I think the whole thing's pretty viable if you transformer couple your A and D signals with the secondaries between cathode and grid.

Cheers,

Michael

PS I am assuming also cathode bypass in the above estimate of the damping factor. With unbypassed cathode resistors, it will take about 2X the drive voltage ant the output impedance will be much higher. It still might be a great headphone amp without the cathode bypass.
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Last edited by Michael Koster; 29th April 2010 at 03:48 AM.
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Old 29th April 2010, 03:28 PM   #5
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You need two of these:
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Old 29th April 2010, 05:42 PM   #6
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I have a few more comments:

Upper tube grid drive wrt it's cathode: Broskie wrote up a similar idea but I can't find it right now. I believe he showed a phase splitting transformer driving a half bridge but he called it something else, can't recall...

There may be another way to bootstrap the upper grid drive; maybe there's some idea in Tim's Sch3mat1c of the class D half-bridge that I'm not seeing applied to an analog gain circuit. Some clever adaptation of N-device totem poles ala JLH perhaps. Lots of circuits out there to study.

The heaters for the upper tubes will need separate transformers to avoid exceeding maximum Vhk. I would connect each heater to it's respective cathode and use split bobbin filament transformers to reduce capacitive loading and potential Vhk excursions.

I understand you want to drive the upper grids but you might consider trying SRPP also and comparing the results. It should be easy to modify the circuit.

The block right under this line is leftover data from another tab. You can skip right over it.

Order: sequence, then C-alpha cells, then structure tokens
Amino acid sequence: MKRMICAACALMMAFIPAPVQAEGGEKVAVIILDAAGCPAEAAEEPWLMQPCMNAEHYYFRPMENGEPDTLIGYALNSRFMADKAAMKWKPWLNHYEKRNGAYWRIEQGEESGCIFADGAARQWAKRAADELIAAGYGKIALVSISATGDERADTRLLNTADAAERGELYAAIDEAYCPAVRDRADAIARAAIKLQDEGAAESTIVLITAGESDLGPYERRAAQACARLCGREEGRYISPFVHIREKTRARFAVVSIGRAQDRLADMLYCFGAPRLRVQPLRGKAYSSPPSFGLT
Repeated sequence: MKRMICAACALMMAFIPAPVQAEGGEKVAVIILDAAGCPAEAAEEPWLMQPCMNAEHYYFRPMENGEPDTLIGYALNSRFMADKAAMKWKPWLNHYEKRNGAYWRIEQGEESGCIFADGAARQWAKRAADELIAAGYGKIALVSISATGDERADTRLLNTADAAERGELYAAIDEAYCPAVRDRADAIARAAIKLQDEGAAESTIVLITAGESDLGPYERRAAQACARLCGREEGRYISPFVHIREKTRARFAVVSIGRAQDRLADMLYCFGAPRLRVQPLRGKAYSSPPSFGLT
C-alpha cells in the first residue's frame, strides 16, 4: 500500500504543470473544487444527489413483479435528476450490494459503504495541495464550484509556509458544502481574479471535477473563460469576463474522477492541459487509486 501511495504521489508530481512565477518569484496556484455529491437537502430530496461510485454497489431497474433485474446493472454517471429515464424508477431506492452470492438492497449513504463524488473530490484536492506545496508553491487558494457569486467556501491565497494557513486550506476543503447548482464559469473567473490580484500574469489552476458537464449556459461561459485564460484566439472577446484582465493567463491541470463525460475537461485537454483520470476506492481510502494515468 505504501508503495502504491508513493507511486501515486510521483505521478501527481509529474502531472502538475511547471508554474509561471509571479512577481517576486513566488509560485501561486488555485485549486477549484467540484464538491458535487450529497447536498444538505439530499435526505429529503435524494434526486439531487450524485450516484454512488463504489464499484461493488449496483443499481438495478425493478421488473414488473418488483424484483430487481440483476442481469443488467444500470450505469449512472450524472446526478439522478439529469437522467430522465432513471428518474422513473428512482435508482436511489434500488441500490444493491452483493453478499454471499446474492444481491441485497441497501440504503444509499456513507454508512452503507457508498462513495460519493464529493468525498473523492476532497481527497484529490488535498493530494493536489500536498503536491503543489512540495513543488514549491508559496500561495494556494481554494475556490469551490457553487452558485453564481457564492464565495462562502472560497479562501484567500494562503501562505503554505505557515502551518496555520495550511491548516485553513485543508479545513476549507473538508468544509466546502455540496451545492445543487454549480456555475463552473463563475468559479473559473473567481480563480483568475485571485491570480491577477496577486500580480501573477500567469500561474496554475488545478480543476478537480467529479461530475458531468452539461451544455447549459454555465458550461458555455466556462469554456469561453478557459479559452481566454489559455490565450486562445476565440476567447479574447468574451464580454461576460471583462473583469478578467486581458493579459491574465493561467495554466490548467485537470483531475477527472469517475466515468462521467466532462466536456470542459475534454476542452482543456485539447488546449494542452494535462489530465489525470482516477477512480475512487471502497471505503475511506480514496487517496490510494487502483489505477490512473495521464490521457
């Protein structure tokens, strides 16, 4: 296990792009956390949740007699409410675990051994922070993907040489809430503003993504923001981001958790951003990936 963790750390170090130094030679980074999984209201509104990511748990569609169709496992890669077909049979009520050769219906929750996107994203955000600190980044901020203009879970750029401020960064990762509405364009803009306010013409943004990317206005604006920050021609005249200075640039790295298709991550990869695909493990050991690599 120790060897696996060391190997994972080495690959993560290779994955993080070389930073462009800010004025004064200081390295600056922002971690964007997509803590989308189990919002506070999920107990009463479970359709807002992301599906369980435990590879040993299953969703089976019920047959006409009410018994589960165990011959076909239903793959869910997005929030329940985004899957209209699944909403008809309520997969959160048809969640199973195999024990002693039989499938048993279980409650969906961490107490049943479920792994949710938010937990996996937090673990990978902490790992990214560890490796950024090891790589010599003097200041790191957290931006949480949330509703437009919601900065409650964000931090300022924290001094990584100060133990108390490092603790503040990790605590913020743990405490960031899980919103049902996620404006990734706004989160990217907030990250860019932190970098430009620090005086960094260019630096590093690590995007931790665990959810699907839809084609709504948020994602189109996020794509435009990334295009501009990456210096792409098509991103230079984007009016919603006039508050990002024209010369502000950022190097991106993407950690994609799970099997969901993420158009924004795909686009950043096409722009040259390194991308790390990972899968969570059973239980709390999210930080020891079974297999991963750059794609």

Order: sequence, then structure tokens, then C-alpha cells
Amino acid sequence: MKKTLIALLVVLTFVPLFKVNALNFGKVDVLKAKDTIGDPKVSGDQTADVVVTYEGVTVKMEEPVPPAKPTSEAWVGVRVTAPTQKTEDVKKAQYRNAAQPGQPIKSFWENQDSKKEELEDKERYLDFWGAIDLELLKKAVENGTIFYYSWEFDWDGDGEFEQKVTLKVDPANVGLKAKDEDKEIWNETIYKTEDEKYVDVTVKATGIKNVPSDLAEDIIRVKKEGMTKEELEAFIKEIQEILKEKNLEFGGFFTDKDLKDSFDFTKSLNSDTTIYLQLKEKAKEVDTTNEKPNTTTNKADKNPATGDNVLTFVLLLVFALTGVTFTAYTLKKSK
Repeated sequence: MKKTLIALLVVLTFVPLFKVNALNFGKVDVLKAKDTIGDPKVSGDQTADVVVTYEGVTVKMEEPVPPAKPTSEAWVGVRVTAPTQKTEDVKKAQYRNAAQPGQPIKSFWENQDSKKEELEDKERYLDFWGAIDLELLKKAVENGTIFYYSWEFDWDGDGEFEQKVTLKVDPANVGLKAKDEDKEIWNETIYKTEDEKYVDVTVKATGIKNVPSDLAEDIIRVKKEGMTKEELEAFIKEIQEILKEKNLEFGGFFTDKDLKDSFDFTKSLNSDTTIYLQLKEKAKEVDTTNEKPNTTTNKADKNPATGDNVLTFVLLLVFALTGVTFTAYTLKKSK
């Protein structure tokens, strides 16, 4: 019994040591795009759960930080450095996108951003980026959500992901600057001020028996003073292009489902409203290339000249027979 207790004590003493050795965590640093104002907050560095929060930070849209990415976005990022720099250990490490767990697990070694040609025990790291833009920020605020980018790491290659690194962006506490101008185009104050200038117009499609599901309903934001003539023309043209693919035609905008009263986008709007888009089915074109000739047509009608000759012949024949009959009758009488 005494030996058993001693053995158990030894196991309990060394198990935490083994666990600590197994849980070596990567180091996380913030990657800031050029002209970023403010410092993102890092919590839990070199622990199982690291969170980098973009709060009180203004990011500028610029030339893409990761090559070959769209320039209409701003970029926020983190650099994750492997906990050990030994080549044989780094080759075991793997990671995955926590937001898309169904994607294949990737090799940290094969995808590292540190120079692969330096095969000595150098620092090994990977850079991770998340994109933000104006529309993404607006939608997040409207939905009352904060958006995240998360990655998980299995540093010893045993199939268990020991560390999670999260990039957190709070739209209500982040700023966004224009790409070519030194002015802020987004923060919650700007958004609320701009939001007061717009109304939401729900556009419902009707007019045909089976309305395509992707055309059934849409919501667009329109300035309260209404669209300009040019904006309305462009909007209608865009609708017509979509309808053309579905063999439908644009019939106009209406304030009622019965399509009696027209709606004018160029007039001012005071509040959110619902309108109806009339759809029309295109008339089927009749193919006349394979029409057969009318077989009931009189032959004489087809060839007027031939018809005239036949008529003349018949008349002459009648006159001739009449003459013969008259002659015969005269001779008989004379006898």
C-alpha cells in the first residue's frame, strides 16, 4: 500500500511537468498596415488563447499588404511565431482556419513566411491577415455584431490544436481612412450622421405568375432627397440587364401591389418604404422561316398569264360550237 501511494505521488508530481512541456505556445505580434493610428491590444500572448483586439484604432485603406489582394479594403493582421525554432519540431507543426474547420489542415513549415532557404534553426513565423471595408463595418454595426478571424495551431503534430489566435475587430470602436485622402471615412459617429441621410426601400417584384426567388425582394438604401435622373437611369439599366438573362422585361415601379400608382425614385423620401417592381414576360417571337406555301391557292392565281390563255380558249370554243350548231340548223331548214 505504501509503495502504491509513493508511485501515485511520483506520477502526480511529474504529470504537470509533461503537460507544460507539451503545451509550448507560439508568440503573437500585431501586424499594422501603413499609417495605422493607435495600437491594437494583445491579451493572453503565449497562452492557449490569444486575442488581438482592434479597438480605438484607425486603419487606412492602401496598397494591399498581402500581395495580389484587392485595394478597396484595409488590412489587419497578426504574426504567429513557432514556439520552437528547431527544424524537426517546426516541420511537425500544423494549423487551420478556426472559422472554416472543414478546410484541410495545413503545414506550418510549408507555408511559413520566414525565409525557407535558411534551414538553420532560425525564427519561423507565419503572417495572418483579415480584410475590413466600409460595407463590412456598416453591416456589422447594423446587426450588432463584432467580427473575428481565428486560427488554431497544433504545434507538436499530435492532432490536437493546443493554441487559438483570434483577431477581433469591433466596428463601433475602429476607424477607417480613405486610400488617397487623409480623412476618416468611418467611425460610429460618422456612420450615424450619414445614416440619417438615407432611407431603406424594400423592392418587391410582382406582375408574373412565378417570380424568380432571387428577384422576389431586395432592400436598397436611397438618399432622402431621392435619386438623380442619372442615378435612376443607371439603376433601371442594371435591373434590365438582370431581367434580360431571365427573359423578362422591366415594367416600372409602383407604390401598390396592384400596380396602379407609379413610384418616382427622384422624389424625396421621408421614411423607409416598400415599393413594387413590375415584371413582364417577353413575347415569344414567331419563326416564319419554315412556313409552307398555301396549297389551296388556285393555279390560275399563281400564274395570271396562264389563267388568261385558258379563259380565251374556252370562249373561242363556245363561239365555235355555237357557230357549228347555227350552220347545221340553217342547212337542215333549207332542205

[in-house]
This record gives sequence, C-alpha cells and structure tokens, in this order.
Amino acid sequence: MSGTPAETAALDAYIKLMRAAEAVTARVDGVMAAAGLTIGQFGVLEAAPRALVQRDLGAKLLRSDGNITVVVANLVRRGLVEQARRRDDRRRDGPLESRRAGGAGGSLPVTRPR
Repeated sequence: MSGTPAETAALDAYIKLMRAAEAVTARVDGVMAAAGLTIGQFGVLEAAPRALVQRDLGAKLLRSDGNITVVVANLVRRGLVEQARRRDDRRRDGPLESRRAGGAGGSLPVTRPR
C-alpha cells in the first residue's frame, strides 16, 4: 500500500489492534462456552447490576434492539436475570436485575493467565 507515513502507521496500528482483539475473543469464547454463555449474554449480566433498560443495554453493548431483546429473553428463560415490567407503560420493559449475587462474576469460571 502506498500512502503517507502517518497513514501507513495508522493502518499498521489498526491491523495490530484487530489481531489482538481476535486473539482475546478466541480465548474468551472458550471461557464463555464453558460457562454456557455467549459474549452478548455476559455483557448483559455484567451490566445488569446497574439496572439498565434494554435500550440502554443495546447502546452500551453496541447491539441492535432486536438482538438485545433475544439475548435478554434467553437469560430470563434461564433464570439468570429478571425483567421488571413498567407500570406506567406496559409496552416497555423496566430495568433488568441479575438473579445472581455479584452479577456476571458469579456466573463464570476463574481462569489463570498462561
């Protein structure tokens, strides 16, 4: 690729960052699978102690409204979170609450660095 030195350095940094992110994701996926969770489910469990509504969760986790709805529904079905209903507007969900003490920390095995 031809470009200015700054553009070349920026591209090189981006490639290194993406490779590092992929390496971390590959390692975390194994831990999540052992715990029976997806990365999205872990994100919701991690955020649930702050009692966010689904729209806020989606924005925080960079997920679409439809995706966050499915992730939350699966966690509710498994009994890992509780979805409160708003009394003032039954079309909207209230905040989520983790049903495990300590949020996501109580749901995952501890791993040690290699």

Cheers,

Michael
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Old 30th April 2010, 03:56 AM   #7
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I think I've taken care of the heater problems. Check out the bottom right corner. I've attached the centertap of the top 6SN7's filament line to +300V. That should take care of the Vhk risk. I have tons of 240V-12.6V transformers which happen to work great with 120V on the primaries!

I found this...and the grounded cathode totem pole and the cathode follower totem pole. I think this is exactly what I was envisioning. This mid-referenced totem pole seems like a true winner, although I am not crazy about the split B+ supply. I think I might have a solution, and that would be to feed the 600V to the B+ of the 6SL7 phase splitter and 300V to the "ground" of the splitter. That way it should be referenced correctly.

I'm still working on building a prototype of it right now, but once I have it done, I should be able to do plenty of experimentation. I'll definitely post my results when I get them!

Kyle
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Old 4th May 2010, 11:48 PM   #8
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Hey guys,

Tell me what you think of my latest design. It is similar in thought to the mid-referenced design here: Mid-Referenced Totem Pole Amplifier

Click the image to open in full size.

Kyle
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Old 5th May 2010, 01:40 AM   #9
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H Bridge Amp looks to be promising.

Wonder if there are MosFet H Bridges or 1/2 Bridges made, that are big enough for a power amp ?
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Old 5th May 2010, 06:26 AM   #10
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Quote:
Originally Posted by antiquekid3 View Post
Tell me what you think of my latest design.
Hi Kyle

It has the same basic problem as the original circuit. For it to work properly, the grids of the top left tube and bottom right tube must not be driven with the same AC voltage. Same story for the other two.

You do want the same "input voltage" for each of the output tubes. However, each tube's "input voltage" is the voltage between it's grid and it's cathode, not the voltage between it's grid and earth.

The cathodes of the upper tubes have the full output AC voltage on them, so the voltage on their grids needs to be that plus the input voltage.

Rolf had the same kind of problems getting his Accordian amplifier to work in this thread. Maybe reading through that will give a better idea of what the issues are.

btw, I think the Accordian amplifier is the Broskie circuit Michael was referring to in post 6 above.

Cheers - Godfrey